The metaverse: A new reality beckons for emerging market equities
The metaverse arguably entered the mainstream when Facebook renamed itself Meta in October last year and the volume of worldwide Google searches for the term exploded. In January this year, Microsoft added to the excitement by announcing the $75 billion acquisition of games developer Activision Blizzard. And in May, Google acquired Raxium, a start-up whose MicroLED display technologies could enable better virtual reality headsets.
Perspectives on what the metaverse actually means vary, but it could be summarized as a variety of digital platforms, experiences and services that may converge into an integrated, interconnected whole.
However you choose to define the metaverse, though, it is clear that Big Tech is making big bets on the sector. Why? Because socializing, gaming, browsing, buying, travelling and a wide spectrum of other human activities are becoming digitized in new and increasingly immersive and interactive ways.
So in the same way that online streaming killed CD and DVD sales, and e-commerce continues to erode market share for physical stores, the metaverse could take the digital disruption of existing business models to a new level. Not surprisingly, then, analysts and investors are keeping a close watch on the opportunities this disruption may create.
“An $8.3 trillion opportunity” is how Morgan Stanley describes the process of moving just advertising and e-commerce transactions into the metaverse, in the US alone. Extending that migration to other areas of consumption, such as games, autos or real estate, could imply “another $5 trillion in consumer spending,” according to the investment bank.
Building the kind of immersive experiences that underpin the metaverse is also going to take considerable hardware and software. That means potential growth and revenue for semiconductor firms, device makers and innovative software developers globally.
A whole ecosystem of industries could benefit from metaverse adoption, including names in entertainment, payments, video games, cloud computing, telecom and network infrastructure, augmented and virtual reality (hardware and software), PCs and smartphones. Blockchain and cryptocurrency firms will also be key supporters, as they create infrastructure for a new generation of ‘interoperable’ platforms that allows for digital assets to move between them. And all that is before next-generation technologies like artificial intelligence or remote medical care are incorporated into market forecasts.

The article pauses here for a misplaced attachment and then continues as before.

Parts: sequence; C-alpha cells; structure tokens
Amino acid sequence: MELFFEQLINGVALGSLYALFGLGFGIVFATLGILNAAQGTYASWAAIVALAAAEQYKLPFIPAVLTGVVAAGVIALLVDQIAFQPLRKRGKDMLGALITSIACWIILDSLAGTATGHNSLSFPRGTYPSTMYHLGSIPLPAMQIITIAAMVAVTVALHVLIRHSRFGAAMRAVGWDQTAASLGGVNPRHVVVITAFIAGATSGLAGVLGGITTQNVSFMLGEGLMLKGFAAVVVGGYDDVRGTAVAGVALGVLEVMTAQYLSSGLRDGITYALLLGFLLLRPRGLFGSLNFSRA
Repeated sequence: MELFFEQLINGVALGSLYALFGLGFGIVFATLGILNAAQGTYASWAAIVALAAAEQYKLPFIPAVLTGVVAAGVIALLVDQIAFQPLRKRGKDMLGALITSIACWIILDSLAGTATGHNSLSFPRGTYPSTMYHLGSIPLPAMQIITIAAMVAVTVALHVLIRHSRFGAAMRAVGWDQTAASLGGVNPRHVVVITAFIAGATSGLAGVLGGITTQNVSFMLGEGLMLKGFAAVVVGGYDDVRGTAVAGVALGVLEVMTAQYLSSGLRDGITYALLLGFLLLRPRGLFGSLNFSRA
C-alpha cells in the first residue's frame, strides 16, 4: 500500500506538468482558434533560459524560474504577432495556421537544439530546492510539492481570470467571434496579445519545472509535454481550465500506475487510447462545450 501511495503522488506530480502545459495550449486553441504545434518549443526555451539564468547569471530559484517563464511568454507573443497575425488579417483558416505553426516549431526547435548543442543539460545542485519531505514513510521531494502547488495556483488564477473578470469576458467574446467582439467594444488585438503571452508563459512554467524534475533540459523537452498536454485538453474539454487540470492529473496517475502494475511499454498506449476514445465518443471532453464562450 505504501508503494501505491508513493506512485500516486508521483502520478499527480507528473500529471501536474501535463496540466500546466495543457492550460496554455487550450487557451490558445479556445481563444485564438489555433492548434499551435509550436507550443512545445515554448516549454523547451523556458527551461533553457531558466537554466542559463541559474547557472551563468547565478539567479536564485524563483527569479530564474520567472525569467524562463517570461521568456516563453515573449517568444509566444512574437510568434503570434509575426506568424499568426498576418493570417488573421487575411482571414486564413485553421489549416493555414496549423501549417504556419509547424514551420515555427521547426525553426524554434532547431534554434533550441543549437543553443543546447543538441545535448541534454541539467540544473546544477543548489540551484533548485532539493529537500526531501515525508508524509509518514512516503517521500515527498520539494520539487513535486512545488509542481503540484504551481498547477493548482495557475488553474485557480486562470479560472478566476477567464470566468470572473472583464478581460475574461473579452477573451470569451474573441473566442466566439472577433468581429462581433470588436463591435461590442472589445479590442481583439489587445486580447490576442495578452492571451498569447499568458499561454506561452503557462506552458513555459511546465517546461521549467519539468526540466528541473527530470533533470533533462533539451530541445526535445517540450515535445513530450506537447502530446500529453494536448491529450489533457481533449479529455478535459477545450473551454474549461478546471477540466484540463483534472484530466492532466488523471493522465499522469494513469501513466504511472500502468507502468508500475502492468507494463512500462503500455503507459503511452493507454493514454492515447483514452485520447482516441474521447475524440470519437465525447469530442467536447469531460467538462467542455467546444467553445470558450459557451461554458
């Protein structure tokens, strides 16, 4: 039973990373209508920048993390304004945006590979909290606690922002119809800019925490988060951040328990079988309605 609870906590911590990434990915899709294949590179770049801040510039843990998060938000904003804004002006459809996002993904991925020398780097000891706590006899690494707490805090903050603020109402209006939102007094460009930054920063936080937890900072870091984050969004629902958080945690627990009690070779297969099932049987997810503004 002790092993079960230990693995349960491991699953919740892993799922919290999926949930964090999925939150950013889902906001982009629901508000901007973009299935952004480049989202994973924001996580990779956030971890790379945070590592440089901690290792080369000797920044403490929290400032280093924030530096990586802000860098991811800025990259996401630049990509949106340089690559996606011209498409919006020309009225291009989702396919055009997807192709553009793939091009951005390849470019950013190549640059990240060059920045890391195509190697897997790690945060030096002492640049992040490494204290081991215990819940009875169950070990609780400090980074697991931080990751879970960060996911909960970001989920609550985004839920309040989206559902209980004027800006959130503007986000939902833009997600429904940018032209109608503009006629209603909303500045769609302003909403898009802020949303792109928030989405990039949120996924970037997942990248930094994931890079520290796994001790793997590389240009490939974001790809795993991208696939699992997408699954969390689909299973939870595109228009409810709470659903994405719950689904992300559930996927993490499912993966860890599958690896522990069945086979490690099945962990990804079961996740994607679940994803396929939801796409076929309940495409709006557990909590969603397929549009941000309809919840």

These virtual environments, where social and economic elements converge to replicate reality, generate a lot of media headlines but tech analysts expect building out the platforms and drawing in a critical mass of users could take a decade or more. In that time, significant experimentation from established companies and new ventures from potentially market-leading names that don’t even exist yet will likely change the commercial landscape of the metaverse.
So investors interested in this emerging domain have time to do their research, but the implications of the metaverse are transformative: companies that offer compelling immersive experiences to consumers are not likely to stay under the radar for long.
In terms of investment, Bloomberg Intelligence has studied how retail investors can already leverage the metaverse theme through related exchange-traded funds, which it estimates could “balloon to $80 billion in assets under management by 2024.” ETFs are only one way for investors to access what Bloomberg estimates to be a US$800 billion market for digital worlds by 2024.
The leapfrog effect, where consumers in less developed markets get ahead of developed ones because they can bypass legacy systems and entrenched stakeholders, is another metaverse dynamic to watch. Markets such as China and India could emerge as leaders in the adoption of this form of extended reality.
A World Economic Forum survey, conducted by Ipsos, finds more positive sentiment about engaging with the metaverse in daily life in China and India, as well as South Korea, than it does in Japan, the UK or the US. Large, and largely growing, consumer markets in Asia could prove pivotal in metaverse development, both from the standpoint of critical mass supporting digital worlds and the products or services accessible in them.
Digital disruption has already opened a playbook for investors. Shares in online retailer Amazon have grown over 100,000% since 1997, even with the recent drop in equity markets. A similar story could be about to roll out with the metaverse and, while risks are equally present, long-term equity shareholders may have a distinct advantage; they can leverage existing holdings to access liquidity and invest in a range of new ventures.
In a rapidly digitizing world, securities-based financing can be a quick and straightforward source of capital for entrepreneurs looking to invest in virtual worlds or extended consumer engagement, either through taking new equity positions or financing their own metaverse interests, such as buying digital land for their business on a popular platform. The metaverse may be a new frontier, but the importance of this fast, flexible and dependable source of capital will not change.
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